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LukasCPH

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Re: Milano - Sanremo
« Reply #30 on: March 25, 2019, 06:45 »
It seems that puncheur teams have figured out that the best way to get rid of the sprinters is to leave it to one massive effort on the Poggio. Unfortunately, smaller team size and the need to preserve troops for this big push, has meant that the Cipressa has become neutralized.
 Essentially, the "finale" has been further distilled to just the last 10kms of the 290km race.
It's true that the winning move doesn't go on the Cipressa anymore. If it ever did.

But, while they weren't attacking, #deceuninck were absolutely drilling it - and with riders like Gilbert and Stybar - up the Cipressa. That took a lot out of the heavy guys, and meant that they and their teams had nothing to respond to the actual attack on the Poggio.

Soft-pedalling the Cipressa, as sometimes happens when there are several attacks that don't get away, means everyone's fresher - and a sprint becomes more likely.
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    LukasCPH

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    Re: Milano - Sanremo
    « Reply #31 on: March 25, 2019, 07:01 »
    It's true that the winning move doesn't go on the Cipressa anymore. If it ever did.

    But, while they weren't attacking, #deceuninck were absolutely drilling it - and with riders like Gilbert and Stybar - up the Cipressa. That took a lot out of the heavy guys, and meant that they and their teams had nothing to respond to the actual attack on the Poggio.

    Soft-pedalling the Cipressa, as sometimes happens when there are several attacks that don't get away, means everyone's fresher - and a sprint becomes more likely.
    Just watched the HTRWW that Drummer Boy linked. I must have misremembered - absolutely no #deceuninck drilling of any sort happened on the Cipressa.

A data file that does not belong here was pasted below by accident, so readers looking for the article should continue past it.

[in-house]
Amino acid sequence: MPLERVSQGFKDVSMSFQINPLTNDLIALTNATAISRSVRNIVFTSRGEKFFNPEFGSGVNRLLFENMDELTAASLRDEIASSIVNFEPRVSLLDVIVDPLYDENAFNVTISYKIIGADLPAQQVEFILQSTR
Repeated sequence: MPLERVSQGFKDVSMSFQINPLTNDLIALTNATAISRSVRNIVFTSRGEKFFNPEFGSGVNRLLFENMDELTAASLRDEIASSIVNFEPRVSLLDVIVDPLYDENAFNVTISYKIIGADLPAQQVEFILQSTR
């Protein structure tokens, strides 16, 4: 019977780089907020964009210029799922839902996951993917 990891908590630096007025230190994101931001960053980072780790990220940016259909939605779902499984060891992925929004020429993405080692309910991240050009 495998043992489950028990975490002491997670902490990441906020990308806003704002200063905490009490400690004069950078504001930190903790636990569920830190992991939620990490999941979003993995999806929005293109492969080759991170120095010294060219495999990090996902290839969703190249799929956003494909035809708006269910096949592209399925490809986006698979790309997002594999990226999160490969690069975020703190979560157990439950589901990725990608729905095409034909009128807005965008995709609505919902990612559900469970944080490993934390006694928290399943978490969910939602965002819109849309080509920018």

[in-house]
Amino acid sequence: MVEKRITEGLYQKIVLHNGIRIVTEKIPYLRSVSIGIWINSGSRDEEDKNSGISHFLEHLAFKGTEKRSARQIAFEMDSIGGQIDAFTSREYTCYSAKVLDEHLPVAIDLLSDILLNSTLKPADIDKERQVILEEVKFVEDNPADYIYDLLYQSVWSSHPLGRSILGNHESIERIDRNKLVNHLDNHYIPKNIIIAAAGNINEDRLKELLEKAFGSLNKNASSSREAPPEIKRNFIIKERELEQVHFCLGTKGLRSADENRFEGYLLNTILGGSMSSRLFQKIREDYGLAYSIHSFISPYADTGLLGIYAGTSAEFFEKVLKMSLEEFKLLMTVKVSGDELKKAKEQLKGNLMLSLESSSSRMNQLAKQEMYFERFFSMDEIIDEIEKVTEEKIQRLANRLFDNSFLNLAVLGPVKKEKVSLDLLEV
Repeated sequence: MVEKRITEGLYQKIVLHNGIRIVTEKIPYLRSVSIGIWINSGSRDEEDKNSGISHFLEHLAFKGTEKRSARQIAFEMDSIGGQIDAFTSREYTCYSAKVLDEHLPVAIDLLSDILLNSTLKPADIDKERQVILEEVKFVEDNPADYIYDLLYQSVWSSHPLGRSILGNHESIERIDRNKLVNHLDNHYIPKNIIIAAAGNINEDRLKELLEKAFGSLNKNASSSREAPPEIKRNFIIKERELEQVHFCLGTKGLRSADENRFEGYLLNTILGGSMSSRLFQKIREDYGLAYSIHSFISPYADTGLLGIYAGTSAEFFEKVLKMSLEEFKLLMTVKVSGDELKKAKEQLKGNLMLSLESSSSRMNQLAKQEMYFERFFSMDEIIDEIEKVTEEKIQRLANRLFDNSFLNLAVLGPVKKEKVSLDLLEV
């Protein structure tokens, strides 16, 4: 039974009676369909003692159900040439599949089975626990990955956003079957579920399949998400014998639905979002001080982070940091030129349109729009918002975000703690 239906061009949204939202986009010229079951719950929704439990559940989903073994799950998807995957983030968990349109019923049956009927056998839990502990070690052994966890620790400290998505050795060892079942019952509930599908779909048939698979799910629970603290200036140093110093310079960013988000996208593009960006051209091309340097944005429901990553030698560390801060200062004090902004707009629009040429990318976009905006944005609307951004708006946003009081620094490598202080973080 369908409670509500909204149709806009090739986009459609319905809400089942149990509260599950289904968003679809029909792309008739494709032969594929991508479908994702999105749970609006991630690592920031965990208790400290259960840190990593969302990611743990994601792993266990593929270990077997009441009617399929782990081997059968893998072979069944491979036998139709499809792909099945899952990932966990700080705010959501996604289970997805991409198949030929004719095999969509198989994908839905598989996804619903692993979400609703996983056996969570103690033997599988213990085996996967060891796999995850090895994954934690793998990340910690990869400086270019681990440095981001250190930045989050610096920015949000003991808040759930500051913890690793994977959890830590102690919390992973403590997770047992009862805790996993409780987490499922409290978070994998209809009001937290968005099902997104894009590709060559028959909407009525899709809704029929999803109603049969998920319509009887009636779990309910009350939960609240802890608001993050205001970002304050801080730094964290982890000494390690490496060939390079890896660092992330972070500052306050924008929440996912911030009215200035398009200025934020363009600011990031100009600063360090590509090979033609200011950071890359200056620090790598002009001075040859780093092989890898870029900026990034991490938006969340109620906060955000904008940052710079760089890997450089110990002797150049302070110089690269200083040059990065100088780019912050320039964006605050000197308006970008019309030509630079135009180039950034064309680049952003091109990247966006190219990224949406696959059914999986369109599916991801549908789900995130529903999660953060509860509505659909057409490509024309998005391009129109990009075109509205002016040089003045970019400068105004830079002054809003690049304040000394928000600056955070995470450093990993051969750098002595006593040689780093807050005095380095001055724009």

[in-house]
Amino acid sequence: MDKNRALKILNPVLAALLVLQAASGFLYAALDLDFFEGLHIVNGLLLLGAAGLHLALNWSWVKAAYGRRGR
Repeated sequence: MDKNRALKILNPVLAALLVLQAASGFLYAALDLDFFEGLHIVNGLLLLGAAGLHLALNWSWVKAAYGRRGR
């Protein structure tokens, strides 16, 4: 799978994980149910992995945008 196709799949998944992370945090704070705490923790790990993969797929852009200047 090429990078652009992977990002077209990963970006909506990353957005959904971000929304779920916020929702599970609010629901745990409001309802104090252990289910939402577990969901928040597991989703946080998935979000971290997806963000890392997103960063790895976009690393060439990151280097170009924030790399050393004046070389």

So what do I know. :S
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  • Mellow Velo

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    Re: Milano - Sanremo
    « Reply #32 on: March 25, 2019, 07:40 »
    Just watched the HTRWW that Drummer Boy linked. I must have misremembered - absolutely no #deceuninck drilling of any sort happened on the Cipressa.
    So what do I know. :S

     Yeah, you did have me wondering whether we had watched the same race. :D
    Just to be clear for everybody: I wasn't suggesting that the winning move used to come on the Cipressa, just that teams used to (as Lukas says) drill it more and we sometimes saw a bit of a late break form over the top. Plus there seemed to be more animation between the climbs.
     
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    M Gee

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    Re: Milano - Sanremo
    « Reply #33 on: March 25, 2019, 20:13 »
    I'll have to go check out Cosmo's take on things! I just got done listening to the CN podcast though . . .and w***ers!  :o :lol They close by saying this was not an iconic MSR! If for nothing else, Bonifazio's descent was absolutely one of the finest ever filmed. And watching the Wolf pack work as a magnificent team of class elite riders - yup, that too.

    I'm pretty sure there was a lot more pressure on the Cipressa than some of you recognize. And with Bonifazio screaming down that hill - they couldn't just coast to the Poggio, eh? Sagan was off his best this day. He got stuck out front, and then watched the wrong wheel. Alaphillipe had that little extra from his team - and closed the deal.

    All that, and a beautiful spring day!.  :snooty
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    M Gee

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    • The user formerly known as hiero
    Re: Milano - Sanremo